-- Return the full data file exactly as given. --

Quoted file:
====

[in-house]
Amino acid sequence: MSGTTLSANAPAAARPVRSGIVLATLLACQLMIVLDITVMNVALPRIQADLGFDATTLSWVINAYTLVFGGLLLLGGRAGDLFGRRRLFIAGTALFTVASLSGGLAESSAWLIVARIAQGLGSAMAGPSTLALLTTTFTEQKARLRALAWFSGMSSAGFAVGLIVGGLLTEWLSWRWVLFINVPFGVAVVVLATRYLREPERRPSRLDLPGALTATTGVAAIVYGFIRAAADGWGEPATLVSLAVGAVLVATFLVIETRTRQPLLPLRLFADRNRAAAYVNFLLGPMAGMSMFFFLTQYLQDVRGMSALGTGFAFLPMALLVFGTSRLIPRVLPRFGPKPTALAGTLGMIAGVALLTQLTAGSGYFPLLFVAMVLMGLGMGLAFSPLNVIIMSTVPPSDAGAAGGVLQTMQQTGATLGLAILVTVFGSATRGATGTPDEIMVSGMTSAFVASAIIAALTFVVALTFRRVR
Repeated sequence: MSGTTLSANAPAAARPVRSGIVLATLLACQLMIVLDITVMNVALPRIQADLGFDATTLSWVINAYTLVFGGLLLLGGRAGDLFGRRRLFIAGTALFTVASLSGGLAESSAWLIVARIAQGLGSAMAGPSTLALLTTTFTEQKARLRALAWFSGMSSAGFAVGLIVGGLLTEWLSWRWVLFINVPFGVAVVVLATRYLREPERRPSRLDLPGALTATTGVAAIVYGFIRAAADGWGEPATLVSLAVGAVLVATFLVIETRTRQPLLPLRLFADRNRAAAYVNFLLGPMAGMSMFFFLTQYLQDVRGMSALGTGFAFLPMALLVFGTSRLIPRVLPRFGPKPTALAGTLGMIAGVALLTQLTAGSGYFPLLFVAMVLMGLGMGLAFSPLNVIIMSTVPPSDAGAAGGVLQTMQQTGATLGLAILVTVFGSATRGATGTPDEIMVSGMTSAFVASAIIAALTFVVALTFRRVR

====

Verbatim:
[in-house]
Amino acid sequence: MSGTTLSANAPAAARPVRSGIVLATLLACQLMIVLDITVMNVALPRIQADLGFDATTLSWVINAYTLVFGGLLLLGGRAGDLFGRRRLFIAGTALFTVASLSGGLAESSAWLIVARIAQGLGSAMAGPSTLALLTTTFTEQKARLRALAWFSGMSSAGFAVGLIVGGLLTEWLSWRWVLFINVPFGVAVVVLATRYLREPERRPSRLDLPGALTATTGVAAIVYGFIRAAADGWGEPATLVSLAVGAVLVATFLVIETRTRQPLLPLRLFADRNRAAAYVNFLLGPMAGMSMFFFLTQYLQDVRGMSALGTGFAFLPMALLVFGTSRLIPRVLPRFGPKPTALAGTLGMIAGVALLTQLTAGSGYFPLLFVAMVLMGLGMGLAFSPLNVIIMSTVPPSDAGAAGGVLQTMQQTGATLGLAILVTVFGSATRGATGTPDEIMVSGMTSAFVASAIIAALTFVVALTFRRVR
Repeated sequence: MSGTTLSANAPAAARPVRSGIVLATLLACQLMIVLDITVMNVALPRIQADLGFDATTLSWVINAYTLVFGGLLLLGGRAGDLFGRRRLFIAGTALFTVASLSGGLAESSAWLIVARIAQGLGSAMAGPSTLALLTTTFTEQKARLRALAWFSGMSSAGFAVGLIVGGLLTEWLSWRWVLFINVPFGVAVVVLATRYLREPERRPSRLDLPGALTATTGVAAIVYGFIRAAADGWGEPATLVSLAVGAVLVATFLVIETRTRQPLLPLRLFADRNRAAAYVNFLLGPMAGMSMFFFLTQYLQDVRGMSALGTGFAFLPMALLVFGTSRLIPRVLPRFGPKPTALAGTLGMIAGVALLTQLTAGSGYFPLLFVAMVLMGLGMGLAFSPLNVIIMSTVPPSDAGAAGGVLQTMQQTGATLGLAILVTVFGSATRGATGTPDEIMVSGMTSAFVASAIIAALTFVVALTFRRVR